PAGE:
Abusers sometimes continue the abuse through the financial system by forging a spouse’s signature on an income tax form, or using false Social Security numbers or falsely claiming children as dependents. The resulting tax liability from such actions can be so daunting that some survivors are actually opting to stay with the abuser for financial protection.
For federal tax issues, the Internal Revenue Service is approachable but a solution might not come quickly, Blomquist said. And, while forms and instructions are available online, reading through the IRS literature can be overwhelming and intimidating.
The best practice, according to Blomquist, is to make sure the survivor’s advocate is giving attention to tax concerns as well as the other issues.
Wentworth pointed to property taxes as being especially unforgiving and an area where people need the most help. Attorneys at Faegre Baker Daniels LLP saw that need up close when they offered special assistance for homeowners.
Brent Auberry, partner at the firm, and Judy Ferber, paralegal, put together the first Homeowners Property Tax Clinic in January (see story on Pg. 1). In a two-hour period, the team of attorney volunteers helped about 22 Marion County homeowners either get a resolution or get a promise that a resolution would be coming shortly.
Auberry said the clinic was inspired by Wentworth and by the attorneys wondering how they could use their tax knowledge for pro bono work. Looking at the monthly decisions from the Indiana Board of Tax Review, Auberry consistently sees a lot of pro se parties which led him to conclude people can use assistance in the tax field.
Not only is Auberry considering doing the clinic again at some point, he would like to see similar tax clinics offered in other counties. The attorney knows the need is there, and he is confident other tax attorneys are open to providing their services pro bono.
Blomquist, too, has found the lawyers she contacts are very willing to assist Coalition clients.
“It’s not a particularly difficult thing to find pro bono help,” she said. “If I’m working with a person in a horrible tax situation, I’m confident a lot of attorneys will step up to help.”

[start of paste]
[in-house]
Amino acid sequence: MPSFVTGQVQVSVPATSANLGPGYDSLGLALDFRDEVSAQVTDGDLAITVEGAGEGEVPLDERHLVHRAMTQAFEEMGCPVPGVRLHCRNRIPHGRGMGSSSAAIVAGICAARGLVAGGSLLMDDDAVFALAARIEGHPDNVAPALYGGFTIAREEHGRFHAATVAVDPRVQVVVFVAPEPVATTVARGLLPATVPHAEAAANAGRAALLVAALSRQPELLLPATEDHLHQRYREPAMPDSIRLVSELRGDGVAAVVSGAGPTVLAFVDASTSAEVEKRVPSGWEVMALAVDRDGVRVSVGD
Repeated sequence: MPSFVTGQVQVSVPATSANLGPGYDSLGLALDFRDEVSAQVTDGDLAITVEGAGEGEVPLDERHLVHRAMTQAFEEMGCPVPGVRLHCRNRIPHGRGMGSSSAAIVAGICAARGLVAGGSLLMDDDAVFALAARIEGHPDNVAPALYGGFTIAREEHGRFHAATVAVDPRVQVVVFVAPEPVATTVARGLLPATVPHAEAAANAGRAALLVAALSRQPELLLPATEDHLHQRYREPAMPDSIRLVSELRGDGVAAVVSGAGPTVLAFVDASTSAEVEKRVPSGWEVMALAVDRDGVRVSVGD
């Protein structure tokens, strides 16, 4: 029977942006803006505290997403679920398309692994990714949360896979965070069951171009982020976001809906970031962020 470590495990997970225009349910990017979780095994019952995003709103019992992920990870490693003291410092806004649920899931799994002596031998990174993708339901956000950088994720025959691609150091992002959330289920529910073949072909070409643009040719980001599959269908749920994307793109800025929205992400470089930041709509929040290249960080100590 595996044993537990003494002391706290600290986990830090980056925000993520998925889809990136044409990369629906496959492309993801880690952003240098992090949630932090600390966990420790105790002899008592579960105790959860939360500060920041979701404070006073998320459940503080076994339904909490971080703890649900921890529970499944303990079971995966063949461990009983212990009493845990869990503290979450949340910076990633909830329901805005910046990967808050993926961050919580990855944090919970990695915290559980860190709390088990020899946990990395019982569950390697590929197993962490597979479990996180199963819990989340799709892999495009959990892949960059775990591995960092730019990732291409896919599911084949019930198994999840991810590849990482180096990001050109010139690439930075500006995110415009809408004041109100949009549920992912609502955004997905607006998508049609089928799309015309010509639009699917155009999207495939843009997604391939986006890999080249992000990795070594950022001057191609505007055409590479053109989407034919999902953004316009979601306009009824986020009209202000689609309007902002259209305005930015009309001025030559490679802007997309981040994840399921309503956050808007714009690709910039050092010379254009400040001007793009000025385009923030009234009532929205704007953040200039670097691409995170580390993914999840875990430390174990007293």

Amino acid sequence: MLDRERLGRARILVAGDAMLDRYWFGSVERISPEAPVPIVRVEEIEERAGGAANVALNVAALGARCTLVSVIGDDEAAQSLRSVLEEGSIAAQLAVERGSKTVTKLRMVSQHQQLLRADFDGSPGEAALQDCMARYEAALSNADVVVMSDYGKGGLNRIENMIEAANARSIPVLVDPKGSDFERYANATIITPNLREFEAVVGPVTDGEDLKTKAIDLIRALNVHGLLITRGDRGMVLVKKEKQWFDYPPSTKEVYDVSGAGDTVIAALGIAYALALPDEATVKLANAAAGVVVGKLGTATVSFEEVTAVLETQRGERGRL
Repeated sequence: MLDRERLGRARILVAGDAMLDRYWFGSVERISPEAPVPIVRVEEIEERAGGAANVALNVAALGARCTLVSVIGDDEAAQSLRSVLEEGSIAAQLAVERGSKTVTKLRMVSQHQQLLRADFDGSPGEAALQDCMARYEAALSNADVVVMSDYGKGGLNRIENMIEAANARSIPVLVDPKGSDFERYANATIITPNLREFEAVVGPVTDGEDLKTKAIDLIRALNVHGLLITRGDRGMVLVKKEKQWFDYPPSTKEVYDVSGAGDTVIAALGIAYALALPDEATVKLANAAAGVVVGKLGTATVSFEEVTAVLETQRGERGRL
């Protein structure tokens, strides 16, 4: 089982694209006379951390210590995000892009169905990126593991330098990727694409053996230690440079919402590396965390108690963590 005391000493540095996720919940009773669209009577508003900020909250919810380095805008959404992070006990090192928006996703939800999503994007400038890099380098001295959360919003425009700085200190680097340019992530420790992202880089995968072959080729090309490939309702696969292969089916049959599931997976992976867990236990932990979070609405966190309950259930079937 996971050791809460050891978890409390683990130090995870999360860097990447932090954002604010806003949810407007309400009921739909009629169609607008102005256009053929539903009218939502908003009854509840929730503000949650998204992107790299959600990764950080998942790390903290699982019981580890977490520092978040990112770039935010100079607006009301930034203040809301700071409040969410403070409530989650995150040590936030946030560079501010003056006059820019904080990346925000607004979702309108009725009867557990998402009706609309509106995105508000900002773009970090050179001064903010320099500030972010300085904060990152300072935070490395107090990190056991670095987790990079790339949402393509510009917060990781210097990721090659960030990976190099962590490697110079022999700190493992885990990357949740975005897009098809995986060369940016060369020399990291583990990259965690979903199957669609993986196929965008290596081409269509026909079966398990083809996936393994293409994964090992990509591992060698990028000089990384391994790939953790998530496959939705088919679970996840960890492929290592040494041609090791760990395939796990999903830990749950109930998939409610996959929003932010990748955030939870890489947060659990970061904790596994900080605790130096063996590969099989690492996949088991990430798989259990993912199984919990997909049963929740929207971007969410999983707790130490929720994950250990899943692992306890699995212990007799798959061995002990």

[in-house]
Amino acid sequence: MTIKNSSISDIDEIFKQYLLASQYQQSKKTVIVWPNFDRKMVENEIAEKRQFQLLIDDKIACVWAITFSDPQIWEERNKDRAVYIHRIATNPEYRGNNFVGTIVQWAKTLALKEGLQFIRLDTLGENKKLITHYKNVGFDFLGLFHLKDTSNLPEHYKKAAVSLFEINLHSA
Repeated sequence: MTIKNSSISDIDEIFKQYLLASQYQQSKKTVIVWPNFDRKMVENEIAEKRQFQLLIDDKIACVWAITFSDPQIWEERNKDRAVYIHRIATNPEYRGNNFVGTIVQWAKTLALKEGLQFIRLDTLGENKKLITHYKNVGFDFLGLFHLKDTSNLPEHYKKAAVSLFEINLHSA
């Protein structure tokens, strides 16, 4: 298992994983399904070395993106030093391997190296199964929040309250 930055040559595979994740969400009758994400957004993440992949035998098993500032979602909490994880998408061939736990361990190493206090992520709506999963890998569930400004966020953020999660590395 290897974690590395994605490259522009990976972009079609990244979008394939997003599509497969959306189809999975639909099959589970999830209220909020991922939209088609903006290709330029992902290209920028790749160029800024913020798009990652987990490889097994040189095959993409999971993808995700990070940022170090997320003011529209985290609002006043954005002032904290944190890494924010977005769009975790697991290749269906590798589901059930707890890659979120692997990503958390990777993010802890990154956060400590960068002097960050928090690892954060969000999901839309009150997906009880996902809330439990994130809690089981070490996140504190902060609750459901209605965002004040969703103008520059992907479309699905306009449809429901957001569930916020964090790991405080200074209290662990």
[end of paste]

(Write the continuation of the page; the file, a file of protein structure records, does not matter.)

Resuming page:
However, an infrastructure or an established system for getting pro bono tax assistance is not always in place, she continued. Connecting with lawyers who can help in these specific instances is really done through word of mouth.
In Marion County, Blomquist said, finding a tax attorney to ask for volunteer aid is not difficult. It becomes a much more formidable task in rural counties where the resources are not as deep.
To start filling that gap, the Indiana State Bar Association Pro Bono Committee is part of an effort to develop a continuing legal education program to train attorneys on specific tax topics. Lawyers can attend the CLE for free in exchange for subsequently taking a tax case pro bono. The class has been scheduled for June 21 in Indianapolis. In addition, it will be webcast so attorneys across Indiana can participate.
Abigail Kuzma, chair of the Indiana State Bar Association Pro Bono Committee, noted that having a pro bono attorney advising the individual makes the process easier not only for the individual but also for the opposition and the judge. Similar to what Wentworth sees in her courtroom, Kuzma believes people who do not get the legal tax help they need will slip through the cracks.
“I think this is one of the areas where we know there is a need,” she said.•